This Is Horror's John Llewellyn Probert states in his review of the film that it "should only be watched by the very kind and forgiving." Now, while that may perhaps sound patronising, Probert highlights a valid point in that this is an ultra low-budget horror film, the implications of which are obvious in the film's production value. Also, the film is written, directed, shot, edited and produced by Serge Rodnunsky, who does, especially given his circumstances, an admirable job as the proverbial one-man film crew. The digital cinematography is well done, and his direction ensures a certain level of efficiency and consistency throughout the proceedings. His editing is a bit patchier at a few points, but for the most part it is kept tightly bound to the horror genre frameworks. Some kind words have to be said about the actors in here as well. Don't be expecting an acting masterclass, because it isn't, but each of the four principals, Calabro, Kurtz, Laurence and James Russo, give solid performances. Calabro is a likeable protagonist, while Laurence is charming as the 'friendly woman in the neighbourhood' trope. At first it bothered me, but Kurtz' Dr. Munoz grew on me as a character, and James Russo is a nasty bugger as the cop who once dated Laurence's Maria and has been assigned to work on the 'missing prostitutes' case. I hope I've got across the fact that I do think this is a decent flick and deserves a chance to be watched.
With these nice things being said, it is a troublesome beast that fails to overcome it's limitations. Some filmmakers use these limitations to their advantage. Robert Rodriguez always said "Creativity, not money, is used to solve problems." Just look at the example set out by the American independents in the 1970s, with Tobe Hooper's The Texas Chainsaw Massacre, John Carpenter's Halloween and George A. Romero's films on the frontline of low-budget horror movies that matched, and for the most part topped their bigger-budget bedfellows. However, the difference here is that these films embraced their limitations, while the script for this film obviously designed for something bigger. As such, what is for the large part a consistent, solid, middle of the road film, has a completely botched climax that features some of the worst special effects I have seen in years. I could understand it if you do this in low lighting with dark tones, but this is done in full wide shots and close-up, in clear focus, so all the ludicrousness of the effects are openly displayed. Frankly, after Gareth Edwards' Monsters, there is no excuse for effects that look like something a great luddite such as myself might be able to conjure on Powerpoint or Photoshop. 'Hide the negatives, accentuate the positives' obviously wasn't on the agenda at the board meetings here. Also, while I wasn't expecting the script to be chopped liver, some of the dialogues lashes like a whip (in a bad way, I tend to enjoy a bit of BDSM on most occasions!), and certain plot elements, flashbacks and 'this is a reminder/Basil Exposition' moments just don't work and stick out like some thumbs. And finally, the score is pants, EHO strike again!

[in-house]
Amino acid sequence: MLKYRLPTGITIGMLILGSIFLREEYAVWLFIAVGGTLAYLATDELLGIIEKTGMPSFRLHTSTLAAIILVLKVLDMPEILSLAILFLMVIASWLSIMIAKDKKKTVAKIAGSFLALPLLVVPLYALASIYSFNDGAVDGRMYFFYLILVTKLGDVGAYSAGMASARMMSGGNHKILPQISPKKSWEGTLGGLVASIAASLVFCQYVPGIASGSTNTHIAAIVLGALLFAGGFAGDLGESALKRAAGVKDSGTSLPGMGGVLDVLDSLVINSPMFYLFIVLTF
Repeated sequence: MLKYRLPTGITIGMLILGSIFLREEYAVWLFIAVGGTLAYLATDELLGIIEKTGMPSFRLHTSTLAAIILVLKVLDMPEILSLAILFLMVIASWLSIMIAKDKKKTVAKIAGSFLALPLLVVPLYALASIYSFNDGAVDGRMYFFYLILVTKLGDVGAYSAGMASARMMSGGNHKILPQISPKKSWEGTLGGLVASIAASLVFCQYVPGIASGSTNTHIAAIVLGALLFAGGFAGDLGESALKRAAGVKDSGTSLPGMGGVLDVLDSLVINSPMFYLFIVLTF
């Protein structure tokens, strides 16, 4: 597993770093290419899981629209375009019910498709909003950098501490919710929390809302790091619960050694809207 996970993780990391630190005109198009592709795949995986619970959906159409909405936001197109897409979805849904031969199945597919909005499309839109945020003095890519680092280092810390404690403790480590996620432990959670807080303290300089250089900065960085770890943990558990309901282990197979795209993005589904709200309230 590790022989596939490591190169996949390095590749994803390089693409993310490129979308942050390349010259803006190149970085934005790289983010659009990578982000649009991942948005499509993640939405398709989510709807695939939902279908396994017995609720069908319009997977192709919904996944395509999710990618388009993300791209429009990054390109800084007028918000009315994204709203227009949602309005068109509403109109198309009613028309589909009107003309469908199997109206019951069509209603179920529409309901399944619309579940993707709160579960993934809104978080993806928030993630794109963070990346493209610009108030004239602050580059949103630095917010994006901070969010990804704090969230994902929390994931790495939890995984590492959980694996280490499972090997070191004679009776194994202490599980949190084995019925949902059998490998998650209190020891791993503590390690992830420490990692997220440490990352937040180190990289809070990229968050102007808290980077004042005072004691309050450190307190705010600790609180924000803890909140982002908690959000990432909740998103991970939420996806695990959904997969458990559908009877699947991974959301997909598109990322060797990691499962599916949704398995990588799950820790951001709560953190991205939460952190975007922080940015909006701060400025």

Chill is a real Jekyll and Hyde of a film, in that while I know fine rightly that it is uniformly pants, I can't help but think that this is a decent film. If I'm to compare to a similar film, such as Rogue River, I'll say that while Rogue River has one genuinely horrible set piece that is well-executed, it doesn't have the consistency of Chill. While it has no stand-out moments (aside from the horrible effects), Chill is a very well made, run of the mill horror film, the credit for which must be bestowed upon Serge Rodnunsky, not just by default on account of his many roles in the production, but because there is a solid level of control throughout the film.
The Thin White Dude's Prognosis - 5.2/10
The Thin White Dude's Self-Diagnosis - Pumped (having the ultimate male macho/homoerotic day: gym session, Expendables 2 later on! After having watched Summerslam last night of course!)